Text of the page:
Mortgage Scams: Appraisal Fraud
Real Estate appraisers are under pressure to 'tweak' the numbers and when they do they are guilty of appraisal fraud.
A real estate appraiser who doesn't tweak their numbers to fit their lenders' needs is an appraiser that doesn't work. It's that simple. With the rise in real estate prices over the past few years, loans have grown larger in value. The last thing lenders want is a bad surprise during the closing process. Appraisers that won't "work with" the lender will not get work.
There is no way of knowing exactly how much appraisers adjust their numbers to meet the needs of lenders, but the based on the interest being received from Congress recently, we can guess that it is a lot.
An appraiser who knowingly and willingly tweaks the numbers is committing fraud
People in the mortgage industry acknowledge that appraisal fraud is very common. The way appraisal fraud works is really quite simple. When somebody approaches a mortgage lender about refinancing their home, they receive a "good faith" estimate for the loan. This estimate includes a value for their home. This value is the minimum amount needed to complete the loan.
Appraisers are hired by the very lenders who need the number. Rather than being independent in doing their jobs, appraisers are really in a situation where they work for the lender. There are lots of other appraisers that a lender can turn to when they need to meet their number.
An appraisal that comes in too high or too low can wreak havoc for both borrowers and lenders. For example, suppose that an appraiser tweaks their number to show that a home that is worth $300,000 is worth $350,000. The borrower can then decide to cash out some of this false equity. Then, if they decide to sell the property, when they will only get a price that the market will bear, they won't be able to sell the property for what they owe on it.
From the lender's point of view, they can end up with the short end of the stick should they have to foreclose on the property. In the same situation, they too may not be able to get the amount of money that they lent for the property.
Home Appraisal reform may be on the way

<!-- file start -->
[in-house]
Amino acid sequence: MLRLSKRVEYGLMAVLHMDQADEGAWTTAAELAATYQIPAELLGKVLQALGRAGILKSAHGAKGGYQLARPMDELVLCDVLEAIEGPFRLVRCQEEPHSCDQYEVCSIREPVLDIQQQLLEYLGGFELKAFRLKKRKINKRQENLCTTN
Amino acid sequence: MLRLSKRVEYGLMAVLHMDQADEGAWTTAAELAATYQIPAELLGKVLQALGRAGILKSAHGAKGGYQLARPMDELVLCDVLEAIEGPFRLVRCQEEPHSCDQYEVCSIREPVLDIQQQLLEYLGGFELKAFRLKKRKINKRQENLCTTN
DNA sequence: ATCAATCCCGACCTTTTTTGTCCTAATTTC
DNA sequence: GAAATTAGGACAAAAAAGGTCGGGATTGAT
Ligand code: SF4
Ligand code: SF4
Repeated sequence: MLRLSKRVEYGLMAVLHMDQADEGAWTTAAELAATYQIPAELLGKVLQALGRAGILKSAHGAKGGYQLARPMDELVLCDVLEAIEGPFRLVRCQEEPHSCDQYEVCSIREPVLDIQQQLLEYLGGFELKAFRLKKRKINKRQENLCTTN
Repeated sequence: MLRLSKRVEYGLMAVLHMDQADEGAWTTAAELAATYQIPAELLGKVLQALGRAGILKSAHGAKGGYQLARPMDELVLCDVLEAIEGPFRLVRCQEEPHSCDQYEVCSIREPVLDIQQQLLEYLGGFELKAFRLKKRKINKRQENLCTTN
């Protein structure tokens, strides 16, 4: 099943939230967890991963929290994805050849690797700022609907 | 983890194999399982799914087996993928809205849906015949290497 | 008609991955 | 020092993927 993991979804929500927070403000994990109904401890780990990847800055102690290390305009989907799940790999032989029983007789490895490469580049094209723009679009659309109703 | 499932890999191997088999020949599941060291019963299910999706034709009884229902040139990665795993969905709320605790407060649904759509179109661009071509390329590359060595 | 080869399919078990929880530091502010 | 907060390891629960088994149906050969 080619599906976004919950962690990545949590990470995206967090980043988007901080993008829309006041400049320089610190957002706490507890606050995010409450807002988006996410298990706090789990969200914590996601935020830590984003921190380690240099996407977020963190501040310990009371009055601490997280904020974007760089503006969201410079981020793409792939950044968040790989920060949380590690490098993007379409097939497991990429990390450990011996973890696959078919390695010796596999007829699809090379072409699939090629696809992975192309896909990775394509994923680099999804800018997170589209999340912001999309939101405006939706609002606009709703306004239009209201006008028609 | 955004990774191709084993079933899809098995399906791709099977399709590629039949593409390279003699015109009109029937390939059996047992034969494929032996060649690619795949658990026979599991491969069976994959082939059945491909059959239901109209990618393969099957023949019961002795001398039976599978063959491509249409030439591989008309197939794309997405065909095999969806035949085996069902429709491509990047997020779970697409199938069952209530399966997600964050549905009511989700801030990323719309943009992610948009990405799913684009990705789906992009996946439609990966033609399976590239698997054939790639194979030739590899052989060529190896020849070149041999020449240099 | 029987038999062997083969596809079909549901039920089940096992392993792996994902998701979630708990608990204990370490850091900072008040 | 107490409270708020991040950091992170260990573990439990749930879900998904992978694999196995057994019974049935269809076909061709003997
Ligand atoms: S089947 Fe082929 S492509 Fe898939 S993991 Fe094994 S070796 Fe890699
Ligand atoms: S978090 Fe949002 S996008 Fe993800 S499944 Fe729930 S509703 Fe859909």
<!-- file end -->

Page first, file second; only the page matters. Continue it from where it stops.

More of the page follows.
Appraisers, tired of being pressured into inflating home values, are leading the charge for reform. Appraisers blame mortgage brokers and lenders for the appraisal fraud epidemic. The brokers are paid on commission, and are also under great pressure to close their mortgages. Appraisers fear that a correction to the housing market may make the existing problem far worse.
So far, Congress has been unable to enact change. The real estate industry will continue to push for change. All that is left until then is to try to avoid appraisal fraud.
Basic steps can be taken to avoid appraisal fraud
- Hire your own appraiser - You have to pay for an appraisal when buying or refinancing a home anyway. It is well worth the money to know that the risk you are taking is legitimate.
- Use an ethical appraiser - Given the severity of the problem, this is not an easy task. Make sure that your appraiser is state certified.
- Ask for references - It may be better to look for an appraiser that works for banks rather than one who works for mortgage brokers. Banks will be more likely to hire competent and ethical appraisers.
Appraisers under pressure
Most appraisers are hard-working, honest people. When they are pressured by lenders, however, their livelihoods are threatened making it necessary for them to do whatever they have to do to stay in business. Unfortunately, you have some that are more than happy to work with the lenders and bring in the number that they need to close their deal at any cost.
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